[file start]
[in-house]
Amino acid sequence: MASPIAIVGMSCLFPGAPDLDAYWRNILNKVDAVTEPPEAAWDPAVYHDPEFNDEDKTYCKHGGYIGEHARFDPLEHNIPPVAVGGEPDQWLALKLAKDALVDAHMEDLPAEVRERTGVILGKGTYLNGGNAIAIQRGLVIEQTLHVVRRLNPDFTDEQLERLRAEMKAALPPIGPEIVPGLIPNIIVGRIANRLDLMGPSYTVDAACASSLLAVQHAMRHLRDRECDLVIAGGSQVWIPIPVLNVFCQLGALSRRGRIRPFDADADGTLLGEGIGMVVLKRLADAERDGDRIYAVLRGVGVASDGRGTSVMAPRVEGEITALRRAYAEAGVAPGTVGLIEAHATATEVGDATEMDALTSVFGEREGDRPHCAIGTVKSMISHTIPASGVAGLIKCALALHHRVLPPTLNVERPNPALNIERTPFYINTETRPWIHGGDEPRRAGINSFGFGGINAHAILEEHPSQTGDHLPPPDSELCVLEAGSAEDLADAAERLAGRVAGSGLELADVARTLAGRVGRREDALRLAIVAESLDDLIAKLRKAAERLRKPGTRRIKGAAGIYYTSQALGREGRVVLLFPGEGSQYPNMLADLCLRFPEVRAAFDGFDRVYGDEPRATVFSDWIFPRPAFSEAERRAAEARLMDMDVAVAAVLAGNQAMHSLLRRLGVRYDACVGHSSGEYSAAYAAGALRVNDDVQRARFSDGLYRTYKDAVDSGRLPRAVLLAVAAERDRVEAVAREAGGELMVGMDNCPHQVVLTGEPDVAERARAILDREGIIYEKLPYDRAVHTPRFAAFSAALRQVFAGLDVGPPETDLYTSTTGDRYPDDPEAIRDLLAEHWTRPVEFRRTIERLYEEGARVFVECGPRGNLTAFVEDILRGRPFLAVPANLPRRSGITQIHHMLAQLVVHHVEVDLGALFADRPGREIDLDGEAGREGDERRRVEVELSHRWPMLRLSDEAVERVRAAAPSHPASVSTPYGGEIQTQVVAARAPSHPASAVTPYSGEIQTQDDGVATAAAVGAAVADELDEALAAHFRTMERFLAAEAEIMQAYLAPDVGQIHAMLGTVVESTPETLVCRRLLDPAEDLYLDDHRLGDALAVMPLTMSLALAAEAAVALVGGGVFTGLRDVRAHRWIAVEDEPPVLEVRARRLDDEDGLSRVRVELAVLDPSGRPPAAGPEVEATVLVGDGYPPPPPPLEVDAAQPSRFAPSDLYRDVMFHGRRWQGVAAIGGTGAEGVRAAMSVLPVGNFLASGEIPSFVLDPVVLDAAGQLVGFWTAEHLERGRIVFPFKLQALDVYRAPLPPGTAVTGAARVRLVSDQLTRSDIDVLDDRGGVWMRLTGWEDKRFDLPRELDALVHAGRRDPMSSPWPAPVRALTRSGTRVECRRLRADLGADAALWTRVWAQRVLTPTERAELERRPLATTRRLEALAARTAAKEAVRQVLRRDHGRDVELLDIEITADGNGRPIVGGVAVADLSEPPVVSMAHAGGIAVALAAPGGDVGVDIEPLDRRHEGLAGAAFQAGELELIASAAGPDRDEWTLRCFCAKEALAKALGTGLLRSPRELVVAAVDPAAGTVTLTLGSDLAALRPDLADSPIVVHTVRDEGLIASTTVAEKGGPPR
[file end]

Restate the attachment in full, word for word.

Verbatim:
[in-house]
Amino acid sequence: MASPIAIVGMSCLFPGAPDLDAYWRNILNKVDAVTEPPEAAWDPAVYHDPEFNDEDKTYCKHGGYIGEHARFDPLEHNIPPVAVGGEPDQWLALKLAKDALVDAHMEDLPAEVRERTGVILGKGTYLNGGNAIAIQRGLVIEQTLHVVRRLNPDFTDEQLERLRAEMKAALPPIGPEIVPGLIPNIIVGRIANRLDLMGPSYTVDAACASSLLAVQHAMRHLRDRECDLVIAGGSQVWIPIPVLNVFCQLGALSRRGRIRPFDADADGTLLGEGIGMVVLKRLADAERDGDRIYAVLRGVGVASDGRGTSVMAPRVEGEITALRRAYAEAGVAPGTVGLIEAHATATEVGDATEMDALTSVFGEREGDRPHCAIGTVKSMISHTIPASGVAGLIKCALALHHRVLPPTLNVERPNPALNIERTPFYINTETRPWIHGGDEPRRAGINSFGFGGINAHAILEEHPSQTGDHLPPPDSELCVLEAGSAEDLADAAERLAGRVAGSGLELADVARTLAGRVGRREDALRLAIVAESLDDLIAKLRKAAERLRKPGTRRIKGAAGIYYTSQALGREGRVVLLFPGEGSQYPNMLADLCLRFPEVRAAFDGFDRVYGDEPRATVFSDWIFPRPAFSEAERRAAEARLMDMDVAVAAVLAGNQAMHSLLRRLGVRYDACVGHSSGEYSAAYAAGALRVNDDVQRARFSDGLYRTYKDAVDSGRLPRAVLLAVAAERDRVEAVAREAGGELMVGMDNCPHQVVLTGEPDVAERARAILDREGIIYEKLPYDRAVHTPRFAAFSAALRQVFAGLDVGPPETDLYTSTTGDRYPDDPEAIRDLLAEHWTRPVEFRRTIERLYEEGARVFVECGPRGNLTAFVEDILRGRPFLAVPANLPRRSGITQIHHMLAQLVVHHVEVDLGALFADRPGREIDLDGEAGREGDERRRVEVELSHRWPMLRLSDEAVERVRAAAPSHPASVSTPYGGEIQTQVVAARAPSHPASAVTPYSGEIQTQDDGVATAAAVGAAVADELDEALAAHFRTMERFLAAEAEIMQAYLAPDVGQIHAMLGTVVESTPETLVCRRLLDPAEDLYLDDHRLGDALAVMPLTMSLALAAEAAVALVGGGVFTGLRDVRAHRWIAVEDEPPVLEVRARRLDDEDGLSRVRVELAVLDPSGRPPAAGPEVEATVLVGDGYPPPPPPLEVDAAQPSRFAPSDLYRDVMFHGRRWQGVAAIGGTGAEGVRAAMSVLPVGNFLASGEIPSFVLDPVVLDAAGQLVGFWTAEHLERGRIVFPFKLQALDVYRAPLPPGTAVTGAARVRLVSDQLTRSDIDVLDDRGGVWMRLTGWEDKRFDLPRELDALVHAGRRDPMSSPWPAPVRALTRSGTRVECRRLRADLGADAALWTRVWAQRVLTPTERAELERRPLATTRRLEALAARTAAKEAVRQVLRRDHGRDVELLDIEITADGNGRPIVGGVAVADLSEPPVVSMAHAGGIAVALAAPGGDVGVDIEPLDRRHEGLAGAAFQAGELELIASAAGPDRDEWTLRCFCAKEALAKALGTGLLRSPRELVVAAVDPAAGTVTLTLGSDLAALRPDLADSPIVVHTVRDEGLIASTTVAEKGGPPR